To be fair, Mr King has been treading that line reasonably carefully. Back in early October, as the Conservative Party held its annual conference in Manchester, he waited dutifully until the conference was over before telling the BBC’s Stephanie Flanders – without too much obvious embarrassment – that the extent of the European crisis had been much worse than he’d hitherto imagined, and that it had knocked his own calculations about UK economic growth off track. That was why it had become necessary to announce the second £75 billion round of QE, in addition to the £200 billion that had already gone out in 2009.

Hurrying Slowly

But why hadn’t he taken earlier action to head off the slowdown, they demanded to know at his October 25 parliamentary grilling? Because the Bank’s monetary policy committee hadn’t been sure that this was the right response, he replied. There had been “a serious question of balance of risks” – which seemed to be a coded way of saying that inflationary pressures seemed likely to ease soon, and that QE might have upset a boat that was getting more stable by boosting inflation.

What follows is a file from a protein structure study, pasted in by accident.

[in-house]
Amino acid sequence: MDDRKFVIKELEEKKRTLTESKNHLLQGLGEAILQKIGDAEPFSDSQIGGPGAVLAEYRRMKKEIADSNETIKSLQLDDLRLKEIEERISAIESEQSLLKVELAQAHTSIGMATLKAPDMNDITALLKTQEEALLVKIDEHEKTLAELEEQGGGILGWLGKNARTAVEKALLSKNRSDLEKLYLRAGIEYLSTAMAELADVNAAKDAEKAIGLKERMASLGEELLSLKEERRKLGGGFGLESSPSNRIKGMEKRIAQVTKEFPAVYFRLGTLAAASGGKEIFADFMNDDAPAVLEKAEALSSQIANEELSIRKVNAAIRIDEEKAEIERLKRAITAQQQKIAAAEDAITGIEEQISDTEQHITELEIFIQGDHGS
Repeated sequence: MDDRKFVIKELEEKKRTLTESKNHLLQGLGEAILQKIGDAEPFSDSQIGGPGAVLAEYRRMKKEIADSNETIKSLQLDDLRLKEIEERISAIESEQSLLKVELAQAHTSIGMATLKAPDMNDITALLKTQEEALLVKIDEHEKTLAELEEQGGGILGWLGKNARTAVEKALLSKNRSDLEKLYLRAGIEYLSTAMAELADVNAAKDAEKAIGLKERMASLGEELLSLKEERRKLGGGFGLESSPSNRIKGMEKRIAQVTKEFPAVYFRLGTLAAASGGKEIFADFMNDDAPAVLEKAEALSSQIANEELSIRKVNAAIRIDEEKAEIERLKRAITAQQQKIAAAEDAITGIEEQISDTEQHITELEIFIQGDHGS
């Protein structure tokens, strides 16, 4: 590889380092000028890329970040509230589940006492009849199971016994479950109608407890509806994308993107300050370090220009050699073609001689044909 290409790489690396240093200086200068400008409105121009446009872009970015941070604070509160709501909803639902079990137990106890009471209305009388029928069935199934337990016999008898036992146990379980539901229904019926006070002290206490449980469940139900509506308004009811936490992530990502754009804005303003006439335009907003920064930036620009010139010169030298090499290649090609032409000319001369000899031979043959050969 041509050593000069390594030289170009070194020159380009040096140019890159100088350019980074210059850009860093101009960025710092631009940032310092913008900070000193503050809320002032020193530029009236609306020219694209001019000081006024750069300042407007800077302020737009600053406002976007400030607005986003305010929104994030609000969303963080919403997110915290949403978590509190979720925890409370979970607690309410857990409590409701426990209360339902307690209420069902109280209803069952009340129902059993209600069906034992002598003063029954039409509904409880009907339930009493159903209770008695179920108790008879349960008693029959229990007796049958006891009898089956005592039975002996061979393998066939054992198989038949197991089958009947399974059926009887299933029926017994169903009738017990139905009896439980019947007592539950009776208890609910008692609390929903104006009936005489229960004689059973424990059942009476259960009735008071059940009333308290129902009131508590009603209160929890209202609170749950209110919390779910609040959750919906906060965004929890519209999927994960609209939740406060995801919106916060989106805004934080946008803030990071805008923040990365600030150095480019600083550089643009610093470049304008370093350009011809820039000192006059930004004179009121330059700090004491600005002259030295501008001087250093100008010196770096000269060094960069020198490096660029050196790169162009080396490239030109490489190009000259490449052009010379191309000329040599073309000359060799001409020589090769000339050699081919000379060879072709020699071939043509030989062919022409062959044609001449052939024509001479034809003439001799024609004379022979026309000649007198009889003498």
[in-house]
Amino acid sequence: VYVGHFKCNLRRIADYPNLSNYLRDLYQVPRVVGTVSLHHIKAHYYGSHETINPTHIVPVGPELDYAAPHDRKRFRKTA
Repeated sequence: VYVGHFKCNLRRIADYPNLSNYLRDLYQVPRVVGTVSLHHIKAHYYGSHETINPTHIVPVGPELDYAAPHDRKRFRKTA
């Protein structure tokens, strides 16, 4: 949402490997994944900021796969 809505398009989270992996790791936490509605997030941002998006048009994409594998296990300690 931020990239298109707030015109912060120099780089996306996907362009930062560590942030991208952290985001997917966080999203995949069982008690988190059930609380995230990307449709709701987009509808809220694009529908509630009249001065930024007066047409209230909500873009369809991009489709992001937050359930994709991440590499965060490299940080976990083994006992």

That, too, would be fair comment. The idea of quantitative easing is that the Bank of England effectively prints new money so that the government can use it to buy back its own pre-existing debt obligations. That in turn puts new liquidity into the banking system, and with average luck it should eventually mean that banks can step up their lending to business. The risk is that, like the coin-clippers of the Middle Ages, you create inflation every time that you turn five pound coins into six.

And perhaps this wouldn’t be such a great moment to push up the retail price index. New figures have shown that consumer price inflation surged to 5.2 per cent in September – almost a 20-year high, And that although the BoE is adamant that inflation will soon start falling, it’s still far too high for comfort.

On 19th October, a week before his address to the Treasury committee, Mr King had told a business meeting in Liverpool that the UK’s economic recovery was now “off track”, because, he said, “the problems in the euro area and the marked slowing in the world economy [had] lengthened the period over which a return to normality is likely”. What he didn’t say was that there’d been plenty of depressing news on the home front as well.